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					                            Ch 7: Current Computer Forensics Tools
Explain how to evaluate needs for computer forensics tools
Describe available computer forensics software tools
List some considerations for computer forensics hardware tools
Describe methods for validating and testing computer forensics tools
Evaluating Computer Forensics Tool Needs
Evaluating Computer Forensics Tool Needs
Look for versatility, flexibility, and robustness
        OS
        File system(s)
        Script capabilities
        Automated features
        Vendor’s reputation for support
Keep in mind what application files you will be analyzing
Types of Computer Forensics Tools
Hardware forensic tools
        Range from single-purpose components to complete
           computer systems and servers
Software forensic tools
        Types                                                       Logicube Talon (link Ch 7a)
               Command-line applications
               GUI applications
        Commonly used to copy data from a suspect’s disk drive to an image file
Tasks Performed by Computer Forensics Tools
Five major categories:
        Acquisition
        Validation and discrimination
        Extraction
        Reconstruction
        Reporting
Making a copy of the original drive
Acquisition subfunctions:
        Physical data copy
        Logical data copy
        Data acquisition format
        Command-line acquisition
        GUI acquisition
        Remote acquisition
        Verification
Two types of data-copying methods are used in software acquisitions:
        Physical copying of the entire drive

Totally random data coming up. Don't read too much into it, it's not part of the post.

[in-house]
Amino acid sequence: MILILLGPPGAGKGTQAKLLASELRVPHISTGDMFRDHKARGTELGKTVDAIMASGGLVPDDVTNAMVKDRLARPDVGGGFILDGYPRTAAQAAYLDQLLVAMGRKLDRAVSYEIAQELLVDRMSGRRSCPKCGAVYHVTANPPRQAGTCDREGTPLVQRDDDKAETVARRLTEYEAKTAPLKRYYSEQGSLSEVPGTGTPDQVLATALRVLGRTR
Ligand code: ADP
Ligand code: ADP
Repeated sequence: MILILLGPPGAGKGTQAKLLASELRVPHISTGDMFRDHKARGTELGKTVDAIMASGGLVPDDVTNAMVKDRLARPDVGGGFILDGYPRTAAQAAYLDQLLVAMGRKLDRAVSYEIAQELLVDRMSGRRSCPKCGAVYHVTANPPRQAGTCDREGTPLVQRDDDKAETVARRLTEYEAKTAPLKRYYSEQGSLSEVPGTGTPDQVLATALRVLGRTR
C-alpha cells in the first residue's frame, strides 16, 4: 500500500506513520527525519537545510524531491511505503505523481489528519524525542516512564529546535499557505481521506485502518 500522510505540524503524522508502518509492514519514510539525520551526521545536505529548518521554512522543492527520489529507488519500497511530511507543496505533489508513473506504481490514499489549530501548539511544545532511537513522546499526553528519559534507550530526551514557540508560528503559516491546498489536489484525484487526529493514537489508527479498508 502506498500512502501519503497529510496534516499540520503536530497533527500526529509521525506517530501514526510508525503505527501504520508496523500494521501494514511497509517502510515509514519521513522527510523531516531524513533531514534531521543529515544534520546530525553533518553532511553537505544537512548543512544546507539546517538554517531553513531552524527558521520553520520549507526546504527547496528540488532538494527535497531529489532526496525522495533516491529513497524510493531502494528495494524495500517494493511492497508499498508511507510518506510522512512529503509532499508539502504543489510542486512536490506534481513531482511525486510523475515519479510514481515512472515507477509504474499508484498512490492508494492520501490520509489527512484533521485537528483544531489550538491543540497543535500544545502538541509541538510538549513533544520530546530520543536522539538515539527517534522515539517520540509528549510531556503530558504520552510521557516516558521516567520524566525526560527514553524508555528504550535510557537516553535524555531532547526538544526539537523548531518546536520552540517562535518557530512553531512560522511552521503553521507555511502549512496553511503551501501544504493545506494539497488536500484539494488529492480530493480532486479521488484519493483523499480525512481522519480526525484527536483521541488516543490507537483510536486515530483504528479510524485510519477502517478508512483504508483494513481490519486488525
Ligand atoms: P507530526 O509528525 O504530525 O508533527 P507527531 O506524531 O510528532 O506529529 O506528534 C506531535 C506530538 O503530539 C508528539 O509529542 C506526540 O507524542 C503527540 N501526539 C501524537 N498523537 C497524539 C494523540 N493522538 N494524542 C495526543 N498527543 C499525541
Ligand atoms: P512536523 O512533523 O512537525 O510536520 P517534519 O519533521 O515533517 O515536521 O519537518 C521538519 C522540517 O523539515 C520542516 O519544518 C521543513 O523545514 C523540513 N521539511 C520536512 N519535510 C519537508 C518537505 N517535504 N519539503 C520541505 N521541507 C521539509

 Logical copying of a disk partition
The formats for disk acquisitions vary
        From raw data to vendor-specific proprietary compressed data

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                             Ch 7: Current Computer Forensics Tools
You can view the contents
  of a raw image file with
  any hexadecimal editor
Creating smaller segmented
  files is a typical feature
  in vendor acquisition
All computer forensics
  acquisition tools have a
  method for verification
  of the data-copying
         That compares
            the original drive with the image
Validation and discrimination
         Ensuring the integrity of data being copied
Discrimination of data
         Involves sorting and searching through all investigation data
         Hashing
                CRC-32, MD5, Secure Hash Algorithms
         Filtering
                Known system files can be ignored
                Based on hash value sets
         Analyzing file headers
                Discriminate files based on their types
National Software Reference Library (NSRL) has compiled a list of known file hashes
         For a variety of OSs, applications, and images
Many computer forensics programs include a list of common header values
         With this information, you can see whether a file extension is incorrect for the file type
  tools can

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                             Ch 7: Current Computer Forensics Tools
Recovery task in a computing investigation
Most demanding of all tasks to master
Recovering data is the first step in analyzing
  an investigation’s data
        Data viewing
        Keyword searching
        Decompressing
        Carving (reconstructing file
        Decrypting
        Bookmarking

Keyword search speeds up analysis for investigators

From an investigation perspective, encrypted files and systems are a problem
Many password recovery tools have a feature for generating potential password lists
         For a password dictionary attack
If a password dictionary attack fails, you can run a brute-force attack

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                             Ch 7: Current Computer Forensics Tools
Re-create a suspect drive to show what happened during a crime or an incident
         Disk-to-disk copy
         Image-to-disk copy
         Partition-to-partition copy
         Image-to-partition copy